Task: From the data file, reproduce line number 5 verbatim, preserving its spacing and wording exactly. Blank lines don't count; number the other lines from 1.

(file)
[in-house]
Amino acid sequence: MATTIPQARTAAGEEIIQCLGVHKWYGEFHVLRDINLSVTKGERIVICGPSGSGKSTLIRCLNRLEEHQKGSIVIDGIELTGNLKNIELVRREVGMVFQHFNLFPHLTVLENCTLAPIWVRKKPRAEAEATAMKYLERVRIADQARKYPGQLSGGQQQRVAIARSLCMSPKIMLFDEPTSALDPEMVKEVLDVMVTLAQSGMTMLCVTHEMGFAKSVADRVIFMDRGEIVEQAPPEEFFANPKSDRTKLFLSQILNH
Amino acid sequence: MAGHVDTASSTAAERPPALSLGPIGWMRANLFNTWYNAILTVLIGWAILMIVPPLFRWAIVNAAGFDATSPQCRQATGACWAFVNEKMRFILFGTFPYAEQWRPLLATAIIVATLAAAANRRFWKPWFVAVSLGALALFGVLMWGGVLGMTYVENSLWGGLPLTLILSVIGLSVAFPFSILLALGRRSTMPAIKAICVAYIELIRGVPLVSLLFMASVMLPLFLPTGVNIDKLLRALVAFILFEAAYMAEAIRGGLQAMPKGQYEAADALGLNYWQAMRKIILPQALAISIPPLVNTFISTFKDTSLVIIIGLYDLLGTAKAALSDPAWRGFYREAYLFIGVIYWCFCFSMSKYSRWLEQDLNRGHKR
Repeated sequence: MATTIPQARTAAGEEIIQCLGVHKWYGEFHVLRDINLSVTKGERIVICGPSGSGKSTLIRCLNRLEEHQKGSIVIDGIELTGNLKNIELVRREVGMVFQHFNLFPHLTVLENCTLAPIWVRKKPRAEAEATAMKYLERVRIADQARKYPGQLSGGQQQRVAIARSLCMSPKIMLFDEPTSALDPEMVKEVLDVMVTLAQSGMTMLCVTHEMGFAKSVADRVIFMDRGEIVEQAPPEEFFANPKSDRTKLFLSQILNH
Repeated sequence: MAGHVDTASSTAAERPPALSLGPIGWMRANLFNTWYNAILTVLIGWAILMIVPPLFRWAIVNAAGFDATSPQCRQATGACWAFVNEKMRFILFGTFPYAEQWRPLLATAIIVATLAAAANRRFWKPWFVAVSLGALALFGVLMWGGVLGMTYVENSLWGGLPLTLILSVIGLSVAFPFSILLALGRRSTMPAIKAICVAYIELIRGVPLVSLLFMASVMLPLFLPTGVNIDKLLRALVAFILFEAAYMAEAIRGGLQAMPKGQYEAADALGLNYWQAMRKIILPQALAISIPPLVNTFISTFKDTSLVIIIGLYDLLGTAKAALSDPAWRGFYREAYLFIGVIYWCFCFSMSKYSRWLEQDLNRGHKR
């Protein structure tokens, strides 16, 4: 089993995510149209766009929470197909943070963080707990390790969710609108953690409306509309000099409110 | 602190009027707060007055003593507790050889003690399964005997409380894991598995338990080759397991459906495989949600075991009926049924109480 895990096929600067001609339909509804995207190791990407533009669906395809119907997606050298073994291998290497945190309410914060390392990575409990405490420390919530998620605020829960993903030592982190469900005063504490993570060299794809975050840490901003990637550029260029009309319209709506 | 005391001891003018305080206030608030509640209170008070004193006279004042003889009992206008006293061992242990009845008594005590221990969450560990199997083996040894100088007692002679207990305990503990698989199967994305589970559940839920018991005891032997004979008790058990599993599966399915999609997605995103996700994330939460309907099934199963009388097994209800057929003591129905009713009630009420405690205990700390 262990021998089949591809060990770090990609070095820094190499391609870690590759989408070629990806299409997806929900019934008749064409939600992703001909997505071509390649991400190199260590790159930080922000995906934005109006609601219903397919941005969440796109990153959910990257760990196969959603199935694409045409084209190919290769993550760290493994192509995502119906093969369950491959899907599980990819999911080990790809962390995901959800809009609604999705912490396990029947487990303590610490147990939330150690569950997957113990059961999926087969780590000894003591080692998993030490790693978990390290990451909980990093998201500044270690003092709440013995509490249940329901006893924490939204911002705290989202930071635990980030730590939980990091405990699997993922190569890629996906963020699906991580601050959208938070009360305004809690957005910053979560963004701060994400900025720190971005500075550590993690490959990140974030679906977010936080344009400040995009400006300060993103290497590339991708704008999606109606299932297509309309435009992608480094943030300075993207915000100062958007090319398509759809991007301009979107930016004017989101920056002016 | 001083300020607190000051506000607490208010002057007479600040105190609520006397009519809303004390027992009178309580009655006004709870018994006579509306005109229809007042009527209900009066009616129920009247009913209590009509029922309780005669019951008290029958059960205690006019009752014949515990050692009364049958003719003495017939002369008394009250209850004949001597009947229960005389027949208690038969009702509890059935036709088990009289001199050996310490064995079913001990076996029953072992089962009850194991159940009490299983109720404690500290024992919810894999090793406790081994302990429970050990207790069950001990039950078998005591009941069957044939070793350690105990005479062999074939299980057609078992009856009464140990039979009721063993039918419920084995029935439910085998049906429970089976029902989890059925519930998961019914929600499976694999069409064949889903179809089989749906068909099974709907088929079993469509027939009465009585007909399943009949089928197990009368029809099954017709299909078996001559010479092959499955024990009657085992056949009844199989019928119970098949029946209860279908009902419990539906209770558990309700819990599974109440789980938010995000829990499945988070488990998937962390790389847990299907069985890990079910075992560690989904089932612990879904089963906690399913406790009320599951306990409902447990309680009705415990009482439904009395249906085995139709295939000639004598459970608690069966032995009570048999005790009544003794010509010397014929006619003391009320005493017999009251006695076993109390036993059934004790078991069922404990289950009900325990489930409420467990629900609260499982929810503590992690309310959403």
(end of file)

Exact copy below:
Repeated sequence: MAGHVDTASSTAAERPPALSLGPIGWMRANLFNTWYNAILTVLIGWAILMIVPPLFRWAIVNAAGFDATSPQCRQATGACWAFVNEKMRFILFGTFPYAEQWRPLLATAIIVATLAAAANRRFWKPWFVAVSLGALALFGVLMWGGVLGMTYVENSLWGGLPLTLILSVIGLSVAFPFSILLALGRRSTMPAIKAICVAYIELIRGVPLVSLLFMASVMLPLFLPTGVNIDKLLRALVAFILFEAAYMAEAIRGGLQAMPKGQYEAADALGLNYWQAMRKIILPQALAISIPPLVNTFISTFKDTSLVIIIGLYDLLGTAKAALSDPAWRGFYREAYLFIGVIYWCFCFSMSKYSRWLEQDLNRGHKR